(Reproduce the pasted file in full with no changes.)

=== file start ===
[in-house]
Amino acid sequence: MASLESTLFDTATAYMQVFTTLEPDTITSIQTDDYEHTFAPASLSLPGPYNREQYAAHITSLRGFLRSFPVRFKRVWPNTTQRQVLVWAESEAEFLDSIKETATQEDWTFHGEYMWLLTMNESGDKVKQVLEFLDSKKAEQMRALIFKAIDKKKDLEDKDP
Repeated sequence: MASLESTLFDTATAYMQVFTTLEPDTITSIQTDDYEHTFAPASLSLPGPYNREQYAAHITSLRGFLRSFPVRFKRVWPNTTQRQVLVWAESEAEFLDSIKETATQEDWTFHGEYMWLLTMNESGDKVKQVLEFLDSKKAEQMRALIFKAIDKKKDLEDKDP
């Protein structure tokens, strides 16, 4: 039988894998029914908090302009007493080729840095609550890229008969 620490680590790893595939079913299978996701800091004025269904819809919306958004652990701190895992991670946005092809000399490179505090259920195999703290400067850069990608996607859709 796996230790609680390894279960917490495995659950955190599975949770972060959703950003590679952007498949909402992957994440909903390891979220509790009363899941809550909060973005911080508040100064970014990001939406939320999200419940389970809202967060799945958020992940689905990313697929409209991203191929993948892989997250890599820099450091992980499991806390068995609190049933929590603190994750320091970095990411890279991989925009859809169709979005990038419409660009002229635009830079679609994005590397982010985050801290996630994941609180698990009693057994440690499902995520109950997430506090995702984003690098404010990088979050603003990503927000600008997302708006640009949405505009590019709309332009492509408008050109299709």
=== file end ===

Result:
[in-house]
Amino acid sequence: MASLESTLFDTATAYMQVFTTLEPDTITSIQTDDYEHTFAPASLSLPGPYNREQYAAHITSLRGFLRSFPVRFKRVWPNTTQRQVLVWAESEAEFLDSIKETATQEDWTFHGEYMWLLTMNESGDKVKQVLEFLDSKKAEQMRALIFKAIDKKKDLEDKDP
Repeated sequence: MASLESTLFDTATAYMQVFTTLEPDTITSIQTDDYEHTFAPASLSLPGPYNREQYAAHITSLRGFLRSFPVRFKRVWPNTTQRQVLVWAESEAEFLDSIKETATQEDWTFHGEYMWLLTMNESGDKVKQVLEFLDSKKAEQMRALIFKAIDKKKDLEDKDP
């Protein structure tokens, strides 16, 4: 039988894998029914908090302009007493080729840095609550890229008969 620490680590790893595939079913299978996701800091004025269904819809919306958004652990701190895992991670946005092809000399490179505090259920195999703290400067850069990608996607859709 796996230790609680390894279960917490495995659950955190599975949770972060959703950003590679952007498949909402992957994440909903390891979220509790009363899941809550909060973005911080508040100064970014990001939406939320999200419940389970809202967060799945958020992940689905990313697929409209991203191929993948892989997250890599820099450091992980499991806390068995609190049933929590603190994750320091970095990411890279991989925009859809169709979005990038419409660009002229635009830079679609994005590397982010985050801290996630994941609180698990009693057994440690499902995520109950997430506090995702984003690098404010990088979050603003990503927000600008997302708006640009949405505009590019709309332009492509408008050109299709």